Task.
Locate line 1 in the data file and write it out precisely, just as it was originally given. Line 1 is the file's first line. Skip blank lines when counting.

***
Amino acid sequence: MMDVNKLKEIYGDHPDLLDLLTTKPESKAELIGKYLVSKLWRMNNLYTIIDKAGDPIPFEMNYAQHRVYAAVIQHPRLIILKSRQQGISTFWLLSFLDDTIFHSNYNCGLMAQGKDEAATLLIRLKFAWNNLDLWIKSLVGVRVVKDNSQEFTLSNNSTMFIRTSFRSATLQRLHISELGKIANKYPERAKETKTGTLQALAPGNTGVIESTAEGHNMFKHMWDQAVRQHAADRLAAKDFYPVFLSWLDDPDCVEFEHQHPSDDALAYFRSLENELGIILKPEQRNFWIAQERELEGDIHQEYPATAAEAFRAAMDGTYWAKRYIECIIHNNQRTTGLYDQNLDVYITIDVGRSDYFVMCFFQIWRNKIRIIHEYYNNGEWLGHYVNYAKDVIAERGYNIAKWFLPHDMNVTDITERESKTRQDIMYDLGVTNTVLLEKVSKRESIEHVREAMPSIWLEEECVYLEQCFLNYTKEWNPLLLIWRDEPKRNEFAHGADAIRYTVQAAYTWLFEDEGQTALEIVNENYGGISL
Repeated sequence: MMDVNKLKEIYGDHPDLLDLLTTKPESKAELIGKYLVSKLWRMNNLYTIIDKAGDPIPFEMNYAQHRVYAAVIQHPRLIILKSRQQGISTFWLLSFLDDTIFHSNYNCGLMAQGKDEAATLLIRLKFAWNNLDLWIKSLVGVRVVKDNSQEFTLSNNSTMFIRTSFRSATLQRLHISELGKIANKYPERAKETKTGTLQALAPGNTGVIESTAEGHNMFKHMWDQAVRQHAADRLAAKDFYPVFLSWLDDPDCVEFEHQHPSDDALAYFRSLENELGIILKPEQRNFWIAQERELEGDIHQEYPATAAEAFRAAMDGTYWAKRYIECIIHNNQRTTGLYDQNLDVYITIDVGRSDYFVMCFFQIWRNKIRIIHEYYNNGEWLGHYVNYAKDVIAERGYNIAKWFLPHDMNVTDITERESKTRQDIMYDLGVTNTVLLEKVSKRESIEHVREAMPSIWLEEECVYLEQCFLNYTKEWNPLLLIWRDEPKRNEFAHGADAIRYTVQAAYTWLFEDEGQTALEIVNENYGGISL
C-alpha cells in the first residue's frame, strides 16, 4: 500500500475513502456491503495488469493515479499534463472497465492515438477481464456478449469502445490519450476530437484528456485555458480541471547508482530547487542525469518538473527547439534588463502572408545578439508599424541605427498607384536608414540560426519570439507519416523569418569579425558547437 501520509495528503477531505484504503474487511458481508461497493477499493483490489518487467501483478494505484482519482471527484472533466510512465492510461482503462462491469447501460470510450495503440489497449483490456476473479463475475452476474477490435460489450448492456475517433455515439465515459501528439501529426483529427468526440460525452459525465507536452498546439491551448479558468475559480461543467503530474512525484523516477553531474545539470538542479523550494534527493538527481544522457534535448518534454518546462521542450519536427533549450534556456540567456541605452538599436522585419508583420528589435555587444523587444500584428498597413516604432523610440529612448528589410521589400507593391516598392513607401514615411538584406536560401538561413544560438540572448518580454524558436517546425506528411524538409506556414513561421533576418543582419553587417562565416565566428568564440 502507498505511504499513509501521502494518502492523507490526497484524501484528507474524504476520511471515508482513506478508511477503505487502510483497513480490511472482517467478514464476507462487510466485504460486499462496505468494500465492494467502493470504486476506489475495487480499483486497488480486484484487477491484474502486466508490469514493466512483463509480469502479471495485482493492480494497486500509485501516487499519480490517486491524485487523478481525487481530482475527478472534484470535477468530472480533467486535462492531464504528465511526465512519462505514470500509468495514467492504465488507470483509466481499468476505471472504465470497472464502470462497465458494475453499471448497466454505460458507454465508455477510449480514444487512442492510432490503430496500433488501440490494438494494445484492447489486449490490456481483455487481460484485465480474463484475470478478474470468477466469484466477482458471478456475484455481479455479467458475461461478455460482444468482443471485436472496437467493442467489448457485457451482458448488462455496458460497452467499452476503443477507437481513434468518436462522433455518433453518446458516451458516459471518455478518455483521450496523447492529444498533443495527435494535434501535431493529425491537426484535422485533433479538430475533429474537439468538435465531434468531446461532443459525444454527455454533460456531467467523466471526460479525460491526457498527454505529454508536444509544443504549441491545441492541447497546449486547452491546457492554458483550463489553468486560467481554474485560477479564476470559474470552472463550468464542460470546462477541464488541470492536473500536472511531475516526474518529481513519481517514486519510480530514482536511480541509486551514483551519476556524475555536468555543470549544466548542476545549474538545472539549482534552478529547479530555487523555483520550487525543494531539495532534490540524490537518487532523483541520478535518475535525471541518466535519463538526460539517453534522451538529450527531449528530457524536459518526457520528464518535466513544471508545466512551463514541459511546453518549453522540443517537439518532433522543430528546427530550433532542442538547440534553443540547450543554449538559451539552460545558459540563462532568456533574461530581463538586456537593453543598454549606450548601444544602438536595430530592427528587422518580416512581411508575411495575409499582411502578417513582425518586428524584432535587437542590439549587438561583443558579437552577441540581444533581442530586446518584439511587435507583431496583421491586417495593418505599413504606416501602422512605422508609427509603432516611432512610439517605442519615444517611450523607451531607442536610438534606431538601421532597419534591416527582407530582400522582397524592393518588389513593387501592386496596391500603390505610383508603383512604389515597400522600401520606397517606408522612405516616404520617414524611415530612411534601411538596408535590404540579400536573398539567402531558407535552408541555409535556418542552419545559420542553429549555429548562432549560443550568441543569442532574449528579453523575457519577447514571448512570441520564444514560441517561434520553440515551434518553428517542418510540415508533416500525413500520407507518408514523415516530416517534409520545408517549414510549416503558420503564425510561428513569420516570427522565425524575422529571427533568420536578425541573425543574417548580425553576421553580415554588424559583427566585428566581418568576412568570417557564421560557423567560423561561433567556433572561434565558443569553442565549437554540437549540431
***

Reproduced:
Amino acid sequence: MMDVNKLKEIYGDHPDLLDLLTTKPESKAELIGKYLVSKLWRMNNLYTIIDKAGDPIPFEMNYAQHRVYAAVIQHPRLIILKSRQQGISTFWLLSFLDDTIFHSNYNCGLMAQGKDEAATLLIRLKFAWNNLDLWIKSLVGVRVVKDNSQEFTLSNNSTMFIRTSFRSATLQRLHISELGKIANKYPERAKETKTGTLQALAPGNTGVIESTAEGHNMFKHMWDQAVRQHAADRLAAKDFYPVFLSWLDDPDCVEFEHQHPSDDALAYFRSLENELGIILKPEQRNFWIAQERELEGDIHQEYPATAAEAFRAAMDGTYWAKRYIECIIHNNQRTTGLYDQNLDVYITIDVGRSDYFVMCFFQIWRNKIRIIHEYYNNGEWLGHYVNYAKDVIAERGYNIAKWFLPHDMNVTDITERESKTRQDIMYDLGVTNTVLLEKVSKRESIEHVREAMPSIWLEEECVYLEQCFLNYTKEWNPLLLIWRDEPKRNEFAHGADAIRYTVQAAYTWLFEDEGQTALEIVNENYGGISL